Election candidates have not been subject to the kind of public scrutiny they might have expected pre-covid, and online hustings last week demonstrated why such questioning is so necessary. By STEVEN DOWNES
Neil “Father Jack” Garratt, the Conservative candidate for the Croydon and Sutton seat in next month’s London Assembly elections, has been accused by his political rivals of “perpetuating racist feelings”, “gas-lighting” and speaking “racist nonsense”.
Garratt, a Tory councillor in Sutton, was speaking at a virtual hustings organised by Purley Masjid last week, when he was answering a question about the accountability of the Metropolitan Police, and the use of stop and search.
The south London election event was being staged while in Minnesota, the murder trial was underway of Derek Chauvin, the former police officer who was standing trial for the murder of George Floyd. Floyd’s death last year prompted Black Lives Matter protests around the world, including in London.
At the hustings, Labour’s Patsy Cummings challenged Garratt after he had rambled on for several minutes, in which time managing to say that the police are asked “to crack down on the terrible violence that is largely inflicted on young black men but is often inflicted by young black men”.
Cummings, the South Norwood councillor who is seeking to become the first Labour London Assembly Member for Croydon and Sutton, accused Garratt of gas-lighting the area’s black, Asian and migrant population.
Official figures show that while 13 per cent of London’s population is black, four times as many black Londoners are subjected to police stop and search than white Londoners.
“We’ve got thousands of people who commit crime,” Cummings said, “and if you look at the percentage overall, you find that black, brown and migrant people do not commit the majority of crime.
“By making that kind of statement you are just perpetuating… I’m going to say it… that racist feeling that some people have.”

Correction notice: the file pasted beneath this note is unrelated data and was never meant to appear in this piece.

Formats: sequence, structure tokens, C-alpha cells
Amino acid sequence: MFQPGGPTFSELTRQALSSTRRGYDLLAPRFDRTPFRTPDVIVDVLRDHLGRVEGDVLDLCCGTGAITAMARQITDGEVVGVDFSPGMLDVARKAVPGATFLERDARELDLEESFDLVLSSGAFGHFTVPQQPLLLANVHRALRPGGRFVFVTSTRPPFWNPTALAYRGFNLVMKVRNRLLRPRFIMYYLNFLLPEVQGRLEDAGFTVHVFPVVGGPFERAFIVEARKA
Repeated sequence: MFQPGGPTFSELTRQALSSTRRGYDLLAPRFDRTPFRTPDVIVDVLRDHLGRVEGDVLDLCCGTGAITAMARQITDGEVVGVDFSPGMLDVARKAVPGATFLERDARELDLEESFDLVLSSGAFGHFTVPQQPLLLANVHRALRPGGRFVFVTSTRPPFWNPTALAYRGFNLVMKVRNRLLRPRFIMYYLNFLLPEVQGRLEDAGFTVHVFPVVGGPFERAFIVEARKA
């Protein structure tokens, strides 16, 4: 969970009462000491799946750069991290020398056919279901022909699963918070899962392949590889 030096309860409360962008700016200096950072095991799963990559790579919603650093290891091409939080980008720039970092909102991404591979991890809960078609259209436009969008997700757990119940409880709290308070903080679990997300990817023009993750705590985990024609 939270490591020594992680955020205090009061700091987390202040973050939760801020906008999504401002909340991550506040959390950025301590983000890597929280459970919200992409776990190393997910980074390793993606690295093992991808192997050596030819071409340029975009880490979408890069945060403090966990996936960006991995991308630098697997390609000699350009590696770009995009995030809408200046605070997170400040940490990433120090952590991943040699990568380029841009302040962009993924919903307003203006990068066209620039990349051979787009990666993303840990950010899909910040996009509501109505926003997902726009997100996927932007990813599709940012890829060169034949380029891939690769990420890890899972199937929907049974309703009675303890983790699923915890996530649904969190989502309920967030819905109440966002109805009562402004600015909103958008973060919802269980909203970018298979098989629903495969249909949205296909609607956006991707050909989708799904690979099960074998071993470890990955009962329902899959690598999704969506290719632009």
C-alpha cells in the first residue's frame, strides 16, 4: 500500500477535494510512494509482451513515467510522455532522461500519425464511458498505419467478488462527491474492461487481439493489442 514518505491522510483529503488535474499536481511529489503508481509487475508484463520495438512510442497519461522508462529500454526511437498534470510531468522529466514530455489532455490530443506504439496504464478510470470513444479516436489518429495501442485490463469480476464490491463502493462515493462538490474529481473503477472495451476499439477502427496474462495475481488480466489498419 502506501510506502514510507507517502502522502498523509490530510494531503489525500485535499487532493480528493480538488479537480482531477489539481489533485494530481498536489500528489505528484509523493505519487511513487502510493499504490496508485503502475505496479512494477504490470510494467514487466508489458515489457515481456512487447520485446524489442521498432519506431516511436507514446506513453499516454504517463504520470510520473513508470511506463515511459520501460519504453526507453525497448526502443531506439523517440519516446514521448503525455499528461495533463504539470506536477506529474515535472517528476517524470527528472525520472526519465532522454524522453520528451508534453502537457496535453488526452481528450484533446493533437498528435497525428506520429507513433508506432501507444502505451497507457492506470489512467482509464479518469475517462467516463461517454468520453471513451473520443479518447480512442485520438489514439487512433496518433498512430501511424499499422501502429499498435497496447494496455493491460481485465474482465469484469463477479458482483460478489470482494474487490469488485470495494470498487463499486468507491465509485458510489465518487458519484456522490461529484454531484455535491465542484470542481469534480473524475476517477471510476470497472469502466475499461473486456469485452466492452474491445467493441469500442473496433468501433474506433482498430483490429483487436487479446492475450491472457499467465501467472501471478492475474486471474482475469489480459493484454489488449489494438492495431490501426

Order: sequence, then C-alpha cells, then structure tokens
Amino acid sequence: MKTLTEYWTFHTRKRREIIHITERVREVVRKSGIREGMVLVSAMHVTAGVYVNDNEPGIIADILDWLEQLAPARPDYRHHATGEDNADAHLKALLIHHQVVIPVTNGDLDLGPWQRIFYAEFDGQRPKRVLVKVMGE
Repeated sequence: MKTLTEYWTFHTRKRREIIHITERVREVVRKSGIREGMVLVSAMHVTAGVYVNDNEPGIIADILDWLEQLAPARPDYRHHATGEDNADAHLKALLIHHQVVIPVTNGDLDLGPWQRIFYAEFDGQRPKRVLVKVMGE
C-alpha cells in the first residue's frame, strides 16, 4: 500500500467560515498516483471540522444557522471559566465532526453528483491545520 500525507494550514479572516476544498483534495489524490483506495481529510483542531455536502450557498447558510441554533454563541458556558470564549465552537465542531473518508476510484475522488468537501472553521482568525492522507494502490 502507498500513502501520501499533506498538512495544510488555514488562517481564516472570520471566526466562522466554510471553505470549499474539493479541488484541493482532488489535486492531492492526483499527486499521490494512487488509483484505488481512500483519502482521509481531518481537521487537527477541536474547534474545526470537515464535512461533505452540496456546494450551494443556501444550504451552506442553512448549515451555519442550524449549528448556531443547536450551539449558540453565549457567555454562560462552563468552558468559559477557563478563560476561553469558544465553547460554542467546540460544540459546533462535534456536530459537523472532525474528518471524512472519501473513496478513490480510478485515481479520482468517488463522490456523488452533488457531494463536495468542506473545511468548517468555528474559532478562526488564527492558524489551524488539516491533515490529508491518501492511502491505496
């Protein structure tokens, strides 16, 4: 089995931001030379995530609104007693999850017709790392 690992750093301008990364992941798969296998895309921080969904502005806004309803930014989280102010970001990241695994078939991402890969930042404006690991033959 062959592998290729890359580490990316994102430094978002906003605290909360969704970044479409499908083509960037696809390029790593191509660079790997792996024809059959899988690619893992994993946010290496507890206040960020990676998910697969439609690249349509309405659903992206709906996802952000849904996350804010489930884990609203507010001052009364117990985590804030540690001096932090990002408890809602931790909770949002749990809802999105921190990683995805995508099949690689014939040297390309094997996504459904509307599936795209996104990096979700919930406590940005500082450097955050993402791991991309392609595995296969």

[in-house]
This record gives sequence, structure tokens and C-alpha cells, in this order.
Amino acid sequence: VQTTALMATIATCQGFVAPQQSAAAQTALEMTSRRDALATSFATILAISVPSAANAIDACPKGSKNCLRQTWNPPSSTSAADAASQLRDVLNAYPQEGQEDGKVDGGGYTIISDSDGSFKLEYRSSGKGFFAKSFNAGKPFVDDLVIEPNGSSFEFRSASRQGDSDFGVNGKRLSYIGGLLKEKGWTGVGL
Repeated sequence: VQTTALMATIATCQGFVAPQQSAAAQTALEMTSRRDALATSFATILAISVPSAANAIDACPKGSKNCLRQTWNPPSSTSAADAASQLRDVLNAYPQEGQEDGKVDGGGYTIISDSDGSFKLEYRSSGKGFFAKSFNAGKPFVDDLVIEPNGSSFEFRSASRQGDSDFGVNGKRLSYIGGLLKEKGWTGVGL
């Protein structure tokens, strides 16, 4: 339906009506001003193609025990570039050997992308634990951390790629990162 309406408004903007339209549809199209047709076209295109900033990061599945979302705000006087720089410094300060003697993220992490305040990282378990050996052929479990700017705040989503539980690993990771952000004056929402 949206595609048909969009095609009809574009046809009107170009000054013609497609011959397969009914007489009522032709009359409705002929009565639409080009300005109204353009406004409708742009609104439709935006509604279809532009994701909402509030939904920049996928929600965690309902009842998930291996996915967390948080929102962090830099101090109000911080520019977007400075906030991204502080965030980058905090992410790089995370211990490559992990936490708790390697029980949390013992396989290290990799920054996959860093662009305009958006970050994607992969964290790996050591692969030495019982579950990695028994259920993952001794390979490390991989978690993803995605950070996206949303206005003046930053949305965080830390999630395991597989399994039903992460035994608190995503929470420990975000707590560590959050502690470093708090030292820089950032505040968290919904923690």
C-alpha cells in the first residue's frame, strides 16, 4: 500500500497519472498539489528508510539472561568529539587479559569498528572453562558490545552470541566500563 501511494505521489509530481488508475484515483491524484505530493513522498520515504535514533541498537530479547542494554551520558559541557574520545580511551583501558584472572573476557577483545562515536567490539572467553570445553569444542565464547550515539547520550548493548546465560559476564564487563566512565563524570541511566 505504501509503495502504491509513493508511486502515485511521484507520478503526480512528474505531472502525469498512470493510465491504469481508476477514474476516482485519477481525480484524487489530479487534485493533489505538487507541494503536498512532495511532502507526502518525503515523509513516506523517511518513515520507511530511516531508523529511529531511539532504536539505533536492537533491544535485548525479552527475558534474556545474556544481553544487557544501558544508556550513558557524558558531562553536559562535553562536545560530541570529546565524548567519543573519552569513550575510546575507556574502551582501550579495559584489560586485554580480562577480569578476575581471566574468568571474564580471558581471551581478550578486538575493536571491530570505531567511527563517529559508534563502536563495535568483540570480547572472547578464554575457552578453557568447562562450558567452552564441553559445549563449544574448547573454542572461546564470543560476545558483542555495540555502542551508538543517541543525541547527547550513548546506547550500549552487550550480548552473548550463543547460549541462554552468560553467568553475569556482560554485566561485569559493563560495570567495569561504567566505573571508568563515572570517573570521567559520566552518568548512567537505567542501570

Cummings suggested that Garratt’s position gave licence to the idea that “it doesn’t matter because it is the black young men who are committing the crime”.
She said, “That kind of statement, from the government, from candidates, from anyone, should not be said.”
Cummings, who had earlier said that stop and search and the Met’s Prevent policy “hasn’t worked particularly well”, added, “We need to tackle this issue, we need to be open and transparent, and even-handed and fair.
“So please don’t say that it’s okay to disproportionately stop black boys because after all its only black boys who are the perpetrators.”
At that point in the virtual event, Garratt was allowed to come back, to claim that, “It’s definitely not what I said”, only then to double down by making exactly the same point once more.
Garratt said, “I am concerned about the victims who are disproportionately young black men and I am concerned that the perpetrators of serious knife crime in Croydon and elsewhere… they are disproportionately young black men. This is the problem.
“I would appreciate it if you did not put words in my mouth,” Garratt said, apparently unaware of what he had just said. Again.
Peter Underwood, the Green Party candidate, was clearly as astonished and as horrified as Cummings at the Tory’s clear absence of any understanding of the significance of what he had said.
Underwood described Garratt’s attempted rebuttal as “simply is not true”.
Underwood said, “It’s the sort of racist nonsense that makes policing really difficult. We can’t just cast around racist slurs like that, perpetuating racial stereotypes.”
Garratt – and indeed all those standing in elections on May 6 – have been fortunate to avoid the kind of close scrutiny that they might have expected in pre-covid elections, with public meetings and hustings which might draw out of some candidates their less-attractive characteristics.
Garratt has a long-held, and well-deserved, reputation for having a short fuse when challenged by residents and voters on social media.
This includes his using foul and abusive language which earned him the nickname locally of “Father Jack”.
But this latest episode could see him become known as something far worse.
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